A carbanion is an anion, a negatively charged molecule, that includes a carbon atom with a negative charge. The carbon atom's charge is caused by a lone pair of electrons that are unshared, as opposed to its three other pairs that are bonded with other atoms. Carbanions are known as reactive intermediates due to their instability and tendency to form stable compounds rather than remaining in original form. They are studied as part of organic chemistry.
The negative charge of the carbanion causes its to react with other compounds as a nucleophile, meaning it readily donates its electrons. It bonds to another atom by donating both electrons — in this case, the lone pair. This action defines the carbanion as a Lewis base, as opposed to a Lewis acid, which would accept a lone pair of electrons in a chemical bond.
Structurally, carbanions have a tetrahedral molecular geometry if the lone pair is counted. This means that carbon, the central atom, is symmetrically surrounded by the electron orbitals in the shape of a tetrahedron. If only the three bonds are included in the geometry, the molecule is trigonal pyramidal, with the carbon atom at the apex of the pyramid, the three bonded atoms forming the base, and the lone pair floating on top.
Depending on the substituents that are bonded to the carbon atom, the carbanion structure can invert, flipping the molecule. Usually the energy barrier that must be exceeded for carbanion inversion to take place is fairly low, and the reaction easily proceeds. Various factors can raise this energy barrier. For example, the ring structure of cyclopropyl makes inversion difficult, and carbanions in such structures behave more stably than they would in a more open system.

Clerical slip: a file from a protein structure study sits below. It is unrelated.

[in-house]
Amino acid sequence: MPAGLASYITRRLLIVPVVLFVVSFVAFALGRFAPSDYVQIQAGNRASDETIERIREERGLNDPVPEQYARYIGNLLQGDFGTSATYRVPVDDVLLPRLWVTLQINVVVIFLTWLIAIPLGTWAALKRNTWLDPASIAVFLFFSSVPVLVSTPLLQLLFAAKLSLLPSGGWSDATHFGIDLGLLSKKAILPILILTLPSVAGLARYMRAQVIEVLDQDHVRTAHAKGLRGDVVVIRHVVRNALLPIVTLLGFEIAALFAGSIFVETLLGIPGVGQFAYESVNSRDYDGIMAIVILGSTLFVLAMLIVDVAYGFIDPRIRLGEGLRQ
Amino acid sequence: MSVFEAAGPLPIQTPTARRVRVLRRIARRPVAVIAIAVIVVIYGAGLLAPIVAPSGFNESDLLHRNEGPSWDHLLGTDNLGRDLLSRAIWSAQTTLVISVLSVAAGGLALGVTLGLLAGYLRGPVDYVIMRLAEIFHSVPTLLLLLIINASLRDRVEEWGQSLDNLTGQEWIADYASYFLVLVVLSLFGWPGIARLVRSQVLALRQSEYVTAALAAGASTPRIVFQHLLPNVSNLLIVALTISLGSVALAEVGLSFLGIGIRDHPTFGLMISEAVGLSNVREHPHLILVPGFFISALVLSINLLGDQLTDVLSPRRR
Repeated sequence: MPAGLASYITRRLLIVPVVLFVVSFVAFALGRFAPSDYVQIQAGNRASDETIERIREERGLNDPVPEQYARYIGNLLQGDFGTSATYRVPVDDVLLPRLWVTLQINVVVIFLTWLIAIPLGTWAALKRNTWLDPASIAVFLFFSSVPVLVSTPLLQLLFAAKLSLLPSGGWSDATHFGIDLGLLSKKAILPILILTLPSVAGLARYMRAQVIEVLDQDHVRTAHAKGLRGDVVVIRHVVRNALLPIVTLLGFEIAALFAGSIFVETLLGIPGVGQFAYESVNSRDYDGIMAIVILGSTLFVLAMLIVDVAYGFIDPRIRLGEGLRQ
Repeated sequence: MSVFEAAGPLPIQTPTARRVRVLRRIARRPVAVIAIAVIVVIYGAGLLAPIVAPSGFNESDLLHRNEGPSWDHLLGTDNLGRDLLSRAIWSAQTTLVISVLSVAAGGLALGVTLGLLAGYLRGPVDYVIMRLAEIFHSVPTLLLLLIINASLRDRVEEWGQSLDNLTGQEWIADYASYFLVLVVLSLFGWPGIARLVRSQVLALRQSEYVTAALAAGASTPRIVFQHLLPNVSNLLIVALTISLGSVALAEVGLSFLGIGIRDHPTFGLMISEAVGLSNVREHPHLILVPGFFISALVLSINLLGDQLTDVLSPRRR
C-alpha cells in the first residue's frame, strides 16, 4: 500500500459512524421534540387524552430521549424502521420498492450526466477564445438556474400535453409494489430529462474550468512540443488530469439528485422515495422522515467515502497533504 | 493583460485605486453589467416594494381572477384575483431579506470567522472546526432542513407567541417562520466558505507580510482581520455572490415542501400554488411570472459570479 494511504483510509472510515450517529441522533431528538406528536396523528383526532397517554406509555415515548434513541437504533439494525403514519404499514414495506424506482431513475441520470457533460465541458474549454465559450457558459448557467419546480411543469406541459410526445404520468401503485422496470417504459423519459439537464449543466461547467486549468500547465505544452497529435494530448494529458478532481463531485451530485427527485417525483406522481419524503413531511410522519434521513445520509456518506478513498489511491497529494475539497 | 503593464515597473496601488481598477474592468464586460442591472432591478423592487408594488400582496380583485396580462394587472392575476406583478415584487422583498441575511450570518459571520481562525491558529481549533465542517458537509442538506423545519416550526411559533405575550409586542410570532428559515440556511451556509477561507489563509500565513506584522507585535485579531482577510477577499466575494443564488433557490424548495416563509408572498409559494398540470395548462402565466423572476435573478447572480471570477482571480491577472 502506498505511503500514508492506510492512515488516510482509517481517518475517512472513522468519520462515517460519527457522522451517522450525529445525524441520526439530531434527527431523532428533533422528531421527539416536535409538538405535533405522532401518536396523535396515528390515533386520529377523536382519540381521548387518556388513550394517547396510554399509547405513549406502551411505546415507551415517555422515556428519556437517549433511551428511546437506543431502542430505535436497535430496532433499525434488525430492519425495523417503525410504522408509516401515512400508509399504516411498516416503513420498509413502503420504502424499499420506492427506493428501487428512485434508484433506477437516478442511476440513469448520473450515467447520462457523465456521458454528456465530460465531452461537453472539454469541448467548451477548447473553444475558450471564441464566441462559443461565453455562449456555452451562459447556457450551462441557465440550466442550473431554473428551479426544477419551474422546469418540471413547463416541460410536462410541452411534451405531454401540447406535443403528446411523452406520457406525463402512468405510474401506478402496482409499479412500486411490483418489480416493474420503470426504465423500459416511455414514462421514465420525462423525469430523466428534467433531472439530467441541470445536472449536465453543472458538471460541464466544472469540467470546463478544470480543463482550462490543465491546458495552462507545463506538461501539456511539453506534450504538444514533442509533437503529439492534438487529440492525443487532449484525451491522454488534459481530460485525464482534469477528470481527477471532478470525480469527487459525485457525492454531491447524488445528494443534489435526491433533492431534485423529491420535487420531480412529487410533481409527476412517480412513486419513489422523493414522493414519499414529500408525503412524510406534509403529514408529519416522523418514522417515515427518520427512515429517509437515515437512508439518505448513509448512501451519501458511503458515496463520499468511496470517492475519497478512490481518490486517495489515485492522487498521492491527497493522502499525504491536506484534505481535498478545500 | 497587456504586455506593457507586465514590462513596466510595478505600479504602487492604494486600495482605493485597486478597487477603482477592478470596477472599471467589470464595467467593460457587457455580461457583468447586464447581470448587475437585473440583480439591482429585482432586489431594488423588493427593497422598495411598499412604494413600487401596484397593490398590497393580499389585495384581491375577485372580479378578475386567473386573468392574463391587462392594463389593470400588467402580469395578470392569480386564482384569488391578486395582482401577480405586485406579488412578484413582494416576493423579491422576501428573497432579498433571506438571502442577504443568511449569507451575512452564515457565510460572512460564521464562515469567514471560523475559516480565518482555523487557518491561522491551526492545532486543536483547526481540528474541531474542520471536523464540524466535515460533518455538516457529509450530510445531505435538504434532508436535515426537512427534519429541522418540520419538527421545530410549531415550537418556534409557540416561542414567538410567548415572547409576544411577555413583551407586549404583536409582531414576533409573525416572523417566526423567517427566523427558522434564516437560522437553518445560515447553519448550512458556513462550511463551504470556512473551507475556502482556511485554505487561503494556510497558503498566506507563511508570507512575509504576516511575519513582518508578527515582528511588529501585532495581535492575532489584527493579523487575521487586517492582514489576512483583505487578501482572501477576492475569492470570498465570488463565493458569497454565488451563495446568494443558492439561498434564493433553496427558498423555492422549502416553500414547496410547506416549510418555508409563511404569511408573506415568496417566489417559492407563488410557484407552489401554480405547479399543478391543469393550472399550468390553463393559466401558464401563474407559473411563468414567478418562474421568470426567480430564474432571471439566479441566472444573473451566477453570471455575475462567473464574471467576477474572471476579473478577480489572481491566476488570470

Electronegativity also plays a role in stabilizing carbanions. An atom or group that is electronegative tends to attract electrons. When a carbanion is surrounded by electronegative atoms, its lone pair is attracted to them and it becomes stabilized. This transmission of charge is more broadly known as the inductive effect.
Carbanions are important in organic chemistry and are seen as intermediates in many reactions. They are involved in the formation of Grignard reagents, which are organic derivatives of magnesium that behave as carbanions. The Grignard reaction is an example of organometallic chemistry, the study of compounds in which a metal is bonded to a carbon. In these reactions, the nucleophilic properties of carbanions are used to attack and modify other compounds to create chemical products.